March 29th, 2002


the world of web design

I got this idea that after college I'll get a part time job. Maybe a substitute teacher. eh? With the rest of my time I'll promote my web design business and try to be a professional freelance designer. I would love love love to dedicate more time to web design right now, but it's awful, this school crap that keeps getting in the way.

I've learned the following things about being a professional designer in the past year:

1) When you quote someone, it's okay to quote more if you think they won't be good to work with. I have an extra $50 fee, for example, for people who say "u" instead of "you" when e-mailing me. That's so annoying! Friendly e-mails are one thing (although I find it very annoying there too), this is business.

2) It is not my job to pull content out of customers like I'm pulling teeth. If they promise to get me content by the end of the week and don't, I will send one e-mail reminding them I'm ready for it and will take it any time. That's all. If they forget about me forever after that (as one customer has this semester I think) then I need to let it go. I have their deposit. $200 for a starter set of buttons and sending a few e-mails isn't bad at all.

3) When a customer has eight million questions, just call them. I sound resonably smart over the phone.

4) The best clients are work-at-home mothers. That will be my target audience. They have money, like supporting young sweet things like me, and are amazed with the itty-bitty talent I have.

So with this, maybe I'll make it? Who knows. All I know is, the job search has gotten depressing and lame, and being a starving artist (can you be a starving artist whose tool box consists of a 1.2GHz processor?) might be my calling.

I'll be older soon, now I'm me

Okay, when you tell a graduating senior this:

"You might just have to find a job you weren't planning on as much. Pay your dues. It's okay if your dreams don't come true the second you get out, or the month, or the decade..."

What she hears is this:

"What's the matter with you? You can't just expect to be happy, are you insane?"

I mean jeebus, ever since I came up with the idea of the professional freelance thing do you know how many people have told me I'll never make it? It was just an idea! Plus, it's not like I'm saying I want to be a rock star or an actress or the freaking president of the united states... how does anyone ever get to be that? By purchasing earplugs at Sam's club to avoid all the people in the world telling them they can't do it, that's what I'm guessing.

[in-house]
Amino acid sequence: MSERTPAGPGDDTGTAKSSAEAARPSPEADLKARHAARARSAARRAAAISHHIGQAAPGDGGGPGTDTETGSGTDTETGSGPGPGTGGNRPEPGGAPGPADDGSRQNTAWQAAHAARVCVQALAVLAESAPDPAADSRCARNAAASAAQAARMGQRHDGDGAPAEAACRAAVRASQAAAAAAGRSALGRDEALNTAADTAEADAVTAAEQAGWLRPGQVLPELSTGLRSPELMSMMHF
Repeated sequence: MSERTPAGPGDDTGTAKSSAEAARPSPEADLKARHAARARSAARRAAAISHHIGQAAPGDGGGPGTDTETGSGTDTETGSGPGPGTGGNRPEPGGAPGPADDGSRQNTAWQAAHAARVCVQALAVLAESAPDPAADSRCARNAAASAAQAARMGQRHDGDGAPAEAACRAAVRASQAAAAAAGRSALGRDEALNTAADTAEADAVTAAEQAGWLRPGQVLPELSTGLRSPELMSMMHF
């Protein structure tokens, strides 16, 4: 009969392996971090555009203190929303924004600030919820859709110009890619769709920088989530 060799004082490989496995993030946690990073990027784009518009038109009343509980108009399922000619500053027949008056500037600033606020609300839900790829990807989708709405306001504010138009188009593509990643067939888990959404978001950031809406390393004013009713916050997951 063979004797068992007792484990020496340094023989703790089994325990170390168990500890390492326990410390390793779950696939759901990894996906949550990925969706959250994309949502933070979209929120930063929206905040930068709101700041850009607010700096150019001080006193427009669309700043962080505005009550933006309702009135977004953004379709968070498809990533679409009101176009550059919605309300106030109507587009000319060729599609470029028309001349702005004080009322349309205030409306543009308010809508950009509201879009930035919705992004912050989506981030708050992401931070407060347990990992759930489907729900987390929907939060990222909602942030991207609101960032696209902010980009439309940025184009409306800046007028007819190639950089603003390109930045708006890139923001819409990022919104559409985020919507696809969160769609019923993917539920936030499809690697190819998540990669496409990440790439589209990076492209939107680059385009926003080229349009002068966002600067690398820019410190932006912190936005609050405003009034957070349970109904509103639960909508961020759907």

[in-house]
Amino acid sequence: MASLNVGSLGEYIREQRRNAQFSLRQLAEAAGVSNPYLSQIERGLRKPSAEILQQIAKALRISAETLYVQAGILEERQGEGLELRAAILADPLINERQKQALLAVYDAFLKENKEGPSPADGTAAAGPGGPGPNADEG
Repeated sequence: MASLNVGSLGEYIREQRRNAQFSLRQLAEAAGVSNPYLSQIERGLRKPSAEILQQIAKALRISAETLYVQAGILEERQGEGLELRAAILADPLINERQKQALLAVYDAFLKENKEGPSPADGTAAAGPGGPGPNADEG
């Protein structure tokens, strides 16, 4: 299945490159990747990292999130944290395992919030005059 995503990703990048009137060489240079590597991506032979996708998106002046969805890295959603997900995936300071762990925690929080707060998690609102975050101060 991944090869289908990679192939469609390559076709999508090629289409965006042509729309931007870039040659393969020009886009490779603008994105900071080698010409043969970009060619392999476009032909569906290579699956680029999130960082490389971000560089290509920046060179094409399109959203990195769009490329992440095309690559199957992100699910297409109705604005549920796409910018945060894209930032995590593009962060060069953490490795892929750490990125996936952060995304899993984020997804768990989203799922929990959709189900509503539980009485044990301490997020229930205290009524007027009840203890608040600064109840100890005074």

The thing is, paying my dues at some big faceless company wouldn't bother me a bit if I thought it would put me on the road to fulfillment. But I don't think it will. I think it'll put me on the road to mediocracy, like the people I worked with this summer. Get your paycheck. Feed your kids. Have a coffee break. That was your life, aren't you happy, you had security... and now you're dead.

but i digress...

This week's used purchase (I'm addicted in the worst way) was The Crow on VHS. $1.50 plus $3.00 s&h, go figure! I had to get it, it would take me back to a time in my life I find both influential and amusing. Summer, 1994. I would start high school that fall. Kurt Cobain killed himself in March. Our parents called him a waistoid but to us he was saying something (what I don't know, when you're 14 you don't have to know things like that). We weren't quite in the freaky gothic era yet though, it was sort of a depressed grunge. My parents bought me a guitar, partially because I wanted to lead sunday school music at my church, partly because they hoped if I had something to do I wouldn't hang out with the anti-christ who lived down the street named Kristen. I still hung out with her. We played Magic: The Gathering and tried to seek the truth. Empowerment. Anti-establishment. Anti-soccer-mom too because our neighborhood was full of these awful gossipy women who did nothing but talk about how bad we were.

14 is an awkward age. Everyone does bad things when they're 14. Our activities were not that bad; looking back I wonder why my parents and the soccer moms were concerned because compared to some other kids at my school I was an angel. There were no drugs involved. I never drank. I wasn't having sex or getting in fights. We snuck out a couple times but jeez, all that meant was that we were running lose in the suburbs at night.

And we watched The Crow. and listened to the soundtrack. movies & songs about how society was messed up and the artists of the world needed to find something real and sacred. It'd be interesting to be in my old brain for a day. I thought I was very tough back then, that's one thing I've lost. I was sure of everything, all I knew was truth.

I suppose, in a way, I am still like that but with a different Truth. I don't base it on rebelion for one thing. I think of my relationships more logically. Finally being good at math did that to me - in the 8th grade I was still awful at math, I never really got anything until geometry & pre-calc, then it settled in to place. Weird, huh?

Oh, and those soccer moms? Their perfect kids grew up to be potheads. I know, I'd hang out at the pool this summer and listen to the highschoolers talk about how high they'd gotten the night before. I bet their moms still think they're perfect... good thing they aren't like those teenagers a few years back, huh? Yeah. Suburbs.